• Sonication and nuclease digestion can be used in combination

Immunoprecipitation

Antibodies are used to capture the protein of interest in the protein-DNA complex, and they are a crucial factor in a successful experiment. Antibodies immunoprecipitate and isolate the protein from the nuclear components, eliminating the unrelated cellular material.

Polyclonal antibodies have the advantage of recognizing multiple epitopes, but there is more lot-to-lot variation and they are a limited resource. Our recombinant monoclonals practically eliminate lot-to-lot variation and are not a limited resource, but they can be limited in the protein conformations they recognize. Our recombinant oligoclonals may be the best of both worlds as they are a pool of recombinant monoclonals and so can recognize multiple epitopes with limited lot-to-lot variability and are a renewable resource.

If no antibodies are available for certain targets, protein fused to affinity tags (HA, Myc, His, etc.) can be expressed in the samples, then immunoprecipitated using antibodies against the affinity tags.

Purification of the resulting antibody-protein-DNA complex is accomplished using antibody-binding beads. The bead-antibody-protein-DNA complex is washed extensively after incubation, purified, and the protein-DNA complex eluted.

Find the antibody you need for your ChIP application:

Primary Antibodies reference component

Recommended products for immunoprecipitation:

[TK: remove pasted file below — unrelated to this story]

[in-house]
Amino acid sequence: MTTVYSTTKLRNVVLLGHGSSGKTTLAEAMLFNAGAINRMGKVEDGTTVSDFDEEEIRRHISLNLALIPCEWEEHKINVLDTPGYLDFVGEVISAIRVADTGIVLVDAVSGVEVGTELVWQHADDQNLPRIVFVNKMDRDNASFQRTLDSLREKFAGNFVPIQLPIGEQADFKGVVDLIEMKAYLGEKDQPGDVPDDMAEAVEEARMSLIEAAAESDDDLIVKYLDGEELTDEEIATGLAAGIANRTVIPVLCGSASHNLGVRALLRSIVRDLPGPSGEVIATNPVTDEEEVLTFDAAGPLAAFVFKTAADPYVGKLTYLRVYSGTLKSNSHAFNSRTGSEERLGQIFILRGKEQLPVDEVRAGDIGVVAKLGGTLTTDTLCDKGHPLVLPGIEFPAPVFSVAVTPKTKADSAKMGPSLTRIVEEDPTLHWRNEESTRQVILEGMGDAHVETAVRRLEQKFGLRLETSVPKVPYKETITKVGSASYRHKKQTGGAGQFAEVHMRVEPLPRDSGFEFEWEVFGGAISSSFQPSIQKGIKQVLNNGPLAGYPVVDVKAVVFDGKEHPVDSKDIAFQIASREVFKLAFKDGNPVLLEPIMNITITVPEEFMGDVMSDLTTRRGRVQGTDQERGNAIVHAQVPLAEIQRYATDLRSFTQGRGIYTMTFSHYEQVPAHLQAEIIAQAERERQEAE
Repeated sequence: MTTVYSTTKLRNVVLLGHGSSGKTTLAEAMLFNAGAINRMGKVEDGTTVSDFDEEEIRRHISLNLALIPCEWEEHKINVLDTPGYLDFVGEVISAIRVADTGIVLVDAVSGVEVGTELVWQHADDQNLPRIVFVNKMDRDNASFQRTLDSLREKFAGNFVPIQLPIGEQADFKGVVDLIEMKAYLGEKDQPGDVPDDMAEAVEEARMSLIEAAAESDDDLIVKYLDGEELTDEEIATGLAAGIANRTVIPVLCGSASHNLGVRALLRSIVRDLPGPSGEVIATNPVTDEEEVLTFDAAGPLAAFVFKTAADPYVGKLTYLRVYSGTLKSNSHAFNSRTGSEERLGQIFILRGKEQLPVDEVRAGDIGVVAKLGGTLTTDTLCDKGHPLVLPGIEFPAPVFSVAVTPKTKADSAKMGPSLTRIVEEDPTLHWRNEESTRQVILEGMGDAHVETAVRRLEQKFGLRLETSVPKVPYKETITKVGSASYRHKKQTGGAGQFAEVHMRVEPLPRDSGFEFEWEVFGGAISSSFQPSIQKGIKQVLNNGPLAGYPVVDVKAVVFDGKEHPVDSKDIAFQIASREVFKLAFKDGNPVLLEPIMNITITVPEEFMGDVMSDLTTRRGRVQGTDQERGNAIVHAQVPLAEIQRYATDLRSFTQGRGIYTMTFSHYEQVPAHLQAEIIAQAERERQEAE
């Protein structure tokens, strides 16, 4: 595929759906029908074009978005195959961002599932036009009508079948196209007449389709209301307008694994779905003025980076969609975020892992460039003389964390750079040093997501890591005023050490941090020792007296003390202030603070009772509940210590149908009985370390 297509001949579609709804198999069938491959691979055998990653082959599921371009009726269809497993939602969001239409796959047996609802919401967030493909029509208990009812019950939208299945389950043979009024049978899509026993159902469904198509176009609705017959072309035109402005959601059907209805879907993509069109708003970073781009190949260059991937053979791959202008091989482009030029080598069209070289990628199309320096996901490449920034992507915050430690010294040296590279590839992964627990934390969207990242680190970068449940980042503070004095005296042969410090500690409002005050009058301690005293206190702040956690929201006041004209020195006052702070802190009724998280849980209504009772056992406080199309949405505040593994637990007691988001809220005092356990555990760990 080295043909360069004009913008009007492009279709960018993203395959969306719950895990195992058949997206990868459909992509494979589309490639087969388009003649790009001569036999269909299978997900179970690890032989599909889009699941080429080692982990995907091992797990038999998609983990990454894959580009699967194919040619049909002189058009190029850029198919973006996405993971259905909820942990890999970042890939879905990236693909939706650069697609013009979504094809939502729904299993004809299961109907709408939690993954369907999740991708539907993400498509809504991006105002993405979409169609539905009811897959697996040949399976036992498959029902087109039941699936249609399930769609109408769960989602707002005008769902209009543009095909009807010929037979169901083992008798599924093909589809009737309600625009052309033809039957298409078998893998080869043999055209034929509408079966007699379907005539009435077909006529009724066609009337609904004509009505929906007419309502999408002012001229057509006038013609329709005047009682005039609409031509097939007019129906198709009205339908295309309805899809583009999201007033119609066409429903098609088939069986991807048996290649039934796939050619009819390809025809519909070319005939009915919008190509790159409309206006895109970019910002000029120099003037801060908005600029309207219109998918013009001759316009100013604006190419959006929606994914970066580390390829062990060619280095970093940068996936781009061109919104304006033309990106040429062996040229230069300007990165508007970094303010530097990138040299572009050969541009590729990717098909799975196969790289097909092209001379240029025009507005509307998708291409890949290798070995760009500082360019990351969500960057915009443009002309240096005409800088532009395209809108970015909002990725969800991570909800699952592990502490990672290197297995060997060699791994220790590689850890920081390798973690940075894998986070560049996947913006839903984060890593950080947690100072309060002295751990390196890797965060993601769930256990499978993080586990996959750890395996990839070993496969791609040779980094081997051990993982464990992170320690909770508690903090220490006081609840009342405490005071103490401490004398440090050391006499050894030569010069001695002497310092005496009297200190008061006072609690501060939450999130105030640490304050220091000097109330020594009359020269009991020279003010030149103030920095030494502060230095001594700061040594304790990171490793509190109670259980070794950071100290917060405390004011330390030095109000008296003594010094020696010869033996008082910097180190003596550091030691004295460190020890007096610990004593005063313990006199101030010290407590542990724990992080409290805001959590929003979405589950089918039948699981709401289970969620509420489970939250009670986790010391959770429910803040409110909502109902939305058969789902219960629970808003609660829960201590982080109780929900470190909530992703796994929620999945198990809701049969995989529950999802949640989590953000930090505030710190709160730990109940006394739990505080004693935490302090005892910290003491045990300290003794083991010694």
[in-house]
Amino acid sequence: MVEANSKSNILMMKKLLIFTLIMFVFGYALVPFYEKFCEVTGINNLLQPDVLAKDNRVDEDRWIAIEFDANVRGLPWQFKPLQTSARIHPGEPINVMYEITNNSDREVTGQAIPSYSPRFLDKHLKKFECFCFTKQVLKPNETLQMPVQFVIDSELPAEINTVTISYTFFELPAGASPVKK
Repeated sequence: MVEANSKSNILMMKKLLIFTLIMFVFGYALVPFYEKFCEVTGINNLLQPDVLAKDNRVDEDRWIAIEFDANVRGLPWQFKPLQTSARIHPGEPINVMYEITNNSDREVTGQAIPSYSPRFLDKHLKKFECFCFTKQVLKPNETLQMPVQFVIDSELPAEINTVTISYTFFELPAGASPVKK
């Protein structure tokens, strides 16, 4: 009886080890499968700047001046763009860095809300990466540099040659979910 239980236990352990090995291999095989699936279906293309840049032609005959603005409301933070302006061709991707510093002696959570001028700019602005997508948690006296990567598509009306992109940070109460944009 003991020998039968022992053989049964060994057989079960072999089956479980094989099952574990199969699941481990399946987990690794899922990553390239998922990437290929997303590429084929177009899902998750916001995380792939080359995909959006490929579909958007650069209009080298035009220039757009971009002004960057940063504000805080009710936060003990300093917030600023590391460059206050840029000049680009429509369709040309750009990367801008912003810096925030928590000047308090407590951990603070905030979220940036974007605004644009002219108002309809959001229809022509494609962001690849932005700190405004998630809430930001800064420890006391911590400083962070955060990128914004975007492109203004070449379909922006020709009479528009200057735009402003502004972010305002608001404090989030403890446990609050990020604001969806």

See all immunoprecipitation products Interactive product selection guide

Tips

  • Not all antibodies work for ChIP. Choose antibodies already shown to work for ChIP or IP, or validate their use in this application. IHC and IF are reasonably good indicators the antibody could work in ChIP
  • Titer the antibody concentration for the best signal-to-noise ratio
  • The wash buffer concentration can affect protein binding, signal-to-noise-ratio, and background
  • Use a ‘no antibody’ control to distinguish ChIP signal from background

Preparation of DNA

Now that chromatin fractions containing your protein of interest have been isolated, the crosslinks need to be reversed and the DNA purified. The reversal of crosslinking is typically done through extensive heat incubation and/or digestion of the protein component.

In order to obtain a purer DNA sample, treatment with RNase A is recommended. To purify the DNA from the remaining proteins, phenol:chloroform extraction or spin columns for DNA purification should be used.

Note: ChIP can be stopped at this point. After crosslink reversal and/or DNA purification, samples can be stored at -20°C.

Recommended products for DNA preparation:

Tips

  • RNAase treatment is necessary if you are using a system that contains significantly more RNA than DNA such as yeast
  • Process the aliquot collected from chromatin fragmentation as described in DNA preparation to confirm desired fragmentation size by running on an agarose gel

Quantitation of DNA